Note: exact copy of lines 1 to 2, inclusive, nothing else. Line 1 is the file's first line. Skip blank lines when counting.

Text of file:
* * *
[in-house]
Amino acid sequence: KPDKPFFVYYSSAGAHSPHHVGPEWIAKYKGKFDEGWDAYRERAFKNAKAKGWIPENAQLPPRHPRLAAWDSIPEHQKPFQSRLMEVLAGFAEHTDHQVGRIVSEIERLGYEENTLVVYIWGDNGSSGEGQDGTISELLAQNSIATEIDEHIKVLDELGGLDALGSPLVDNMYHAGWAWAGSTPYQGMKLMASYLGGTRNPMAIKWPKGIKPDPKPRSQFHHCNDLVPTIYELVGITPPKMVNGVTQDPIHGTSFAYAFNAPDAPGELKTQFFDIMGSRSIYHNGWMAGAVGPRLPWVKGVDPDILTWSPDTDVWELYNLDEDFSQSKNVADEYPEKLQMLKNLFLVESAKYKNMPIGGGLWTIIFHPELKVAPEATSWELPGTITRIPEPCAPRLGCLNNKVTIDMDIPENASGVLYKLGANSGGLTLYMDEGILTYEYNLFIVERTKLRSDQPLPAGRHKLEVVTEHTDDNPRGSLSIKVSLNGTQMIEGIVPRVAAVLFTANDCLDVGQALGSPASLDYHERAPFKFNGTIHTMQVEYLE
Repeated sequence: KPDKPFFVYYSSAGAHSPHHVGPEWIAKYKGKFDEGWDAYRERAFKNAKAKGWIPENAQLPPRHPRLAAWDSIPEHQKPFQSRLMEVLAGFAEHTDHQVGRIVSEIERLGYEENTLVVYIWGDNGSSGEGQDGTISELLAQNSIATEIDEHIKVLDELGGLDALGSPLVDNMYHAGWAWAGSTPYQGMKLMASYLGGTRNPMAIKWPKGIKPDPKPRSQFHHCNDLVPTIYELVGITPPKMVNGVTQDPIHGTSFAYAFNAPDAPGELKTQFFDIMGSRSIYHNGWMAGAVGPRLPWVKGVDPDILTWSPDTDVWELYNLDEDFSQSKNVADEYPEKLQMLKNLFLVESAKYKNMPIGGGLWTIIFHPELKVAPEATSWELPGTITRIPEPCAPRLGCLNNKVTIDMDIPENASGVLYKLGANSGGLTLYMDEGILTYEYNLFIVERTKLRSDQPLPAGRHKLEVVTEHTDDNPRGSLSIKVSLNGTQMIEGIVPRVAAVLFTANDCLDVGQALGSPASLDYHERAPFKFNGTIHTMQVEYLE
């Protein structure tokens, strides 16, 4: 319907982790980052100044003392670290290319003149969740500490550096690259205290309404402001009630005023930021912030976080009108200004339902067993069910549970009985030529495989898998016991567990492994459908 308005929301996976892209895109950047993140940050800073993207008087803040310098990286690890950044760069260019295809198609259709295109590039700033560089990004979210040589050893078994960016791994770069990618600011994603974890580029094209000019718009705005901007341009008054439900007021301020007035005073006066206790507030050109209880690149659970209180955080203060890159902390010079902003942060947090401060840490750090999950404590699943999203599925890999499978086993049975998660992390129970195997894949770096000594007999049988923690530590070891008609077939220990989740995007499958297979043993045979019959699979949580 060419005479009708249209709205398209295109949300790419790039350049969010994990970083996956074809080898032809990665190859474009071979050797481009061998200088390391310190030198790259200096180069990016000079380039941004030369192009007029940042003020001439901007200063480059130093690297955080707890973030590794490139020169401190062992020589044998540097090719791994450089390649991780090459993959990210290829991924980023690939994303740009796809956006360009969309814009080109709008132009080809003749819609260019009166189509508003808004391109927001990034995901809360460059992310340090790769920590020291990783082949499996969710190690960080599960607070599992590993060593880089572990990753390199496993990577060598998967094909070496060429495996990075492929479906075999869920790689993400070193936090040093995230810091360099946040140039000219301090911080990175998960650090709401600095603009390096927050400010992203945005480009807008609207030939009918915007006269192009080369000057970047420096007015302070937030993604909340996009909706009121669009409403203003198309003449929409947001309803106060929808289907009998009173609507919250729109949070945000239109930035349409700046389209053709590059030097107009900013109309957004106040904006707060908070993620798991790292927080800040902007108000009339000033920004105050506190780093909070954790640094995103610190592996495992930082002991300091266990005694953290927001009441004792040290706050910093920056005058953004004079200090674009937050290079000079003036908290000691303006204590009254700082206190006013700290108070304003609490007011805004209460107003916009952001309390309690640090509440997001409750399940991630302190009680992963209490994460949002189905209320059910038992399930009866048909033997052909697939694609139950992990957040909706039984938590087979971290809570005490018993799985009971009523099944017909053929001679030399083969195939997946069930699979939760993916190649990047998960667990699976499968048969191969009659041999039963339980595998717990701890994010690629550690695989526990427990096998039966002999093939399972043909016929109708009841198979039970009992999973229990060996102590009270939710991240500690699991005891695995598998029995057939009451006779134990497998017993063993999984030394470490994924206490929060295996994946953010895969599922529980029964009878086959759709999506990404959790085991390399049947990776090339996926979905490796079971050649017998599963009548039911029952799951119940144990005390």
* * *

[in-house]
Amino acid sequence: KPDKPFFVYYSSAGAHSPHHVGPEWIAKYKGKFDEGWDAYRERAFKNAKAKGWIPENAQLPPRHPRLAAWDSIPEHQKPFQSRLMEVLAGFAEHTDHQVGRIVSEIERLGYEENTLVVYIWGDNGSSGEGQDGTISELLAQNSIATEIDEHIKVLDELGGLDALGSPLVDNMYHAGWAWAGSTPYQGMKLMASYLGGTRNPMAIKWPKGIKPDPKPRSQFHHCNDLVPTIYELVGITPPKMVNGVTQDPIHGTSFAYAFNAPDAPGELKTQFFDIMGSRSIYHNGWMAGAVGPRLPWVKGVDPDILTWSPDTDVWELYNLDEDFSQSKNVADEYPEKLQMLKNLFLVESAKYKNMPIGGGLWTIIFHPELKVAPEATSWELPGTITRIPEPCAPRLGCLNNKVTIDMDIPENASGVLYKLGANSGGLTLYMDEGILTYEYNLFIVERTKLRSDQPLPAGRHKLEVVTEHTDDNPRGSLSIKVSLNGTQMIEGIVPRVAAVLFTANDCLDVGQALGSPASLDYHERAPFKFNGTIHTMQVEYLE